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Letters to Lou

March 1, 1944

Letters from Arthur Singer

uniformed man seated leaning against a tree and working on a watercolor painting

Arthur Singer in the midst of creating a painting


Dear Lou,

I was wondering why I hadn’t heard from you, then I remembered you were getting a furlough. I’ve discovered the main thing about furloughs or leaves is having your wife with you. I’ve enjoyed certain weekends and days far away from New York more than any others because Judy was with me and we did things out of the ordinary routine. Furloughs can disappoint, like the first one I had which didn’t turn out too well. The best I had was when we went up to Jenny’s last summer and spent only three days in N.Y. Unfortunately, as far as I’m concerned the news is blacker than ever. There seems to be no hope of furloughs. The latest has it that we will take an ocean trip quite soon. We may get furloughs then but if our commanding Colonel has anything to say it’s very likely we won’t get any! This is pretty damned lousy and I pray it won’t happen that way.

Every minute of the day here everyone lives in terror of this “inspection crazy” Colonel, the officers particularly. He gigs them, too!! He is really going the limit and we clean the barracks morning noon and night. Full field inspections are a regular Saturday affair now.

I finally was getting so down in the mouth that the week before last I finally took advantage of my weekend pass. That weekend three men were picked (who had done well in the inspection) to begin their passes at noon instead of 4:30 P.M. I was one of the lucky ones!!! This is something new that is continuing every weekend. If Judy had been with me that weekend it would have been the best weekend I’ve had in many many months. We went to a neat, small little town in Tennessee called McMinnville. I stopped at a hotel very typically Southern – and Lou, believe it or not I ate some of the best chow I’ve ever eaten outside of home – it even pla made swanky places like Longchamps look sick. Furthermore there [sic] colossal [sic] meals cost only $1.50. Man, did I eats some delicious stuff. And Sunday after a good sleep in a big soft double bed (although I miss Judy when I’m alone in a double bed) I got up and had a terrific breakfast. A couple of the fellows from the company and I went out into the country and painted. I couldn’t stop the scenery was so swell. I did three [?] watercolors that are about the best I’ve ever done! All in all, it was as good a weekend as it could possibly be minus Judy.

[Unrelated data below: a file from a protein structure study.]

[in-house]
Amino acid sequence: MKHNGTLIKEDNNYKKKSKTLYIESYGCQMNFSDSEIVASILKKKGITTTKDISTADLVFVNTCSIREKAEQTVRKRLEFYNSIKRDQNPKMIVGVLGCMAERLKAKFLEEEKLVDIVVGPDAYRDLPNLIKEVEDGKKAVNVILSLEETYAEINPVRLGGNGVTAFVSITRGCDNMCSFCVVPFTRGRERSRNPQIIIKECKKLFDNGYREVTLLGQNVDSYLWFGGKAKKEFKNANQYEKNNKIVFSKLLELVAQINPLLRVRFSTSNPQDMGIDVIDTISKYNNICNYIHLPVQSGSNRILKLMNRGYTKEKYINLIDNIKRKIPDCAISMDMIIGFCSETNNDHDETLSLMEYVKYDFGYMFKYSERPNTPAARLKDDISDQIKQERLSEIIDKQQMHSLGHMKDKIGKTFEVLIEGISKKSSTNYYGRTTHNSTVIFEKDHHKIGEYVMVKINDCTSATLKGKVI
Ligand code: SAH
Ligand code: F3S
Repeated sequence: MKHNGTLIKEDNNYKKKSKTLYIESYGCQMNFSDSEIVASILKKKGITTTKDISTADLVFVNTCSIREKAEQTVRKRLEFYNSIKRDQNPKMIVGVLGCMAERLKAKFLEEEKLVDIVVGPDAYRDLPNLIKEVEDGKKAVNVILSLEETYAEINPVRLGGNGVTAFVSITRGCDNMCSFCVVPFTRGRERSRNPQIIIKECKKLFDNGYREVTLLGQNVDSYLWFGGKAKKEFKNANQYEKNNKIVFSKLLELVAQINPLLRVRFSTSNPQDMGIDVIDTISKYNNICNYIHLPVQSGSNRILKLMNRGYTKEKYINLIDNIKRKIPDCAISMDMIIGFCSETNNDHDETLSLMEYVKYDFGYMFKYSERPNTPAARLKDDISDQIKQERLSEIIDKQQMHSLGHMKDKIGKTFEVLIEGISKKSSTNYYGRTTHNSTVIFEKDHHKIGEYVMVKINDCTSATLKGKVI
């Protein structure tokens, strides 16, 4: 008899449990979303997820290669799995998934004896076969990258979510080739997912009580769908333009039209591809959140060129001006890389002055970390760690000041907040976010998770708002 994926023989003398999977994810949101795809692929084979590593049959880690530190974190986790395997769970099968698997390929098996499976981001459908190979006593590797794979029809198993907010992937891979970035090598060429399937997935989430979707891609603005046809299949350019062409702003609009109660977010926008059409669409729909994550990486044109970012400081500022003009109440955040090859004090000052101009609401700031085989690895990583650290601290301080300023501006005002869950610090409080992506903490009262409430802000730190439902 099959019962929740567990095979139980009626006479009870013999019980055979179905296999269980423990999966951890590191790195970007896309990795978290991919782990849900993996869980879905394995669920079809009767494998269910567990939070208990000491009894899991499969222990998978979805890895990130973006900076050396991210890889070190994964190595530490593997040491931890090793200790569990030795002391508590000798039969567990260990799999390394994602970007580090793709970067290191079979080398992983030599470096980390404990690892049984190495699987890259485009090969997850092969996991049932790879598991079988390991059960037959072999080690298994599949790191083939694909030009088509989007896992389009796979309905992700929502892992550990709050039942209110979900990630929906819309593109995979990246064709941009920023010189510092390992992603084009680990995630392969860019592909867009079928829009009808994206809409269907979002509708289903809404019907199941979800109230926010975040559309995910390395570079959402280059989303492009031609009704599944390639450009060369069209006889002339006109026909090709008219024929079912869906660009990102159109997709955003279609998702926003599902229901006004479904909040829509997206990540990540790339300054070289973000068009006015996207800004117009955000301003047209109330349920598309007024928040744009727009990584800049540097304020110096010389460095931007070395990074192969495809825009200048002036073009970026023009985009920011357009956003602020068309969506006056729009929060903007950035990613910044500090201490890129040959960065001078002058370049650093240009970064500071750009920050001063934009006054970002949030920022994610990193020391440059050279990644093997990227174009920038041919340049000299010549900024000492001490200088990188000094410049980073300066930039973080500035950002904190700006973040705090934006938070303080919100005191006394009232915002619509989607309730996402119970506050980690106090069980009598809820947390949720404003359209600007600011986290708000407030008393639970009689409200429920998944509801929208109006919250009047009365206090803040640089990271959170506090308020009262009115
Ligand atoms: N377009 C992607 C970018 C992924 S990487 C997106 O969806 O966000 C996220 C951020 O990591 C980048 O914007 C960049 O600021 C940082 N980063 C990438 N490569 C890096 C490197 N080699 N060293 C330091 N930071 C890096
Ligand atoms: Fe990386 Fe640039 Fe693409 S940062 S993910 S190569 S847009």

Here is some news. Since my hopes of getting home have pretty much faded, Judy will come down for a weekend. That will be on March 19 I guess and we will take off for this town I’ve been telling you about. The thought of it excites me so I can hardly wait for the day to come. Judy has been terribly busy at her new job and is pulling down some nice dough – between $50 and $60 per week. That usually includes a few hours of overtime. But she will be able to get away for just four or five days, I’m sure.

Gate, if you are disgusted with this Army life in the time you’ve been in – can you imagine how I feel? I guess I don’t have to tell you. I hope that you do well when you appear before this screening board you told me about. It may be nothing for you to worry about. And congratulations on the P.F.C. rating, I think I’ll be keeping that one stripe on my arm for the duration. I don’t even talk about that situation anymore it’s too discouraging. Particularly when you hear of fuckups that the 603rd got rid of, are now s/sgts, 1st/sgts, and buck sergeants. Our damned T.O. is filled and I’m just stuck. God forbid, Lou, don’t hope or wish that [you are?] in the 603rd. The only thing that would be good about it is that we would see each other a great deal – that, of course, might make all the chicken shit we have to take much easier. But I could tell you there isn’t a chance in the world to do artwork here.

Which reminds me, I got an order for an animal picture which I can make some money on. I expect to work on it this weekend.

Lately, we’ve be[en] having bivouacs one after another – every week. We’ll have them for the next few weeks as well. Some of them aren’t really so bad except that my feet freeze, and I hate eating breakfast in the dark. Otherwise I usually manage okay.

Lights are about to go out so I have to cut this a bit short. I’ve told you most of the news and we’ll be writing pretty regularly now. Give my best regards to Ann.

Your pal,


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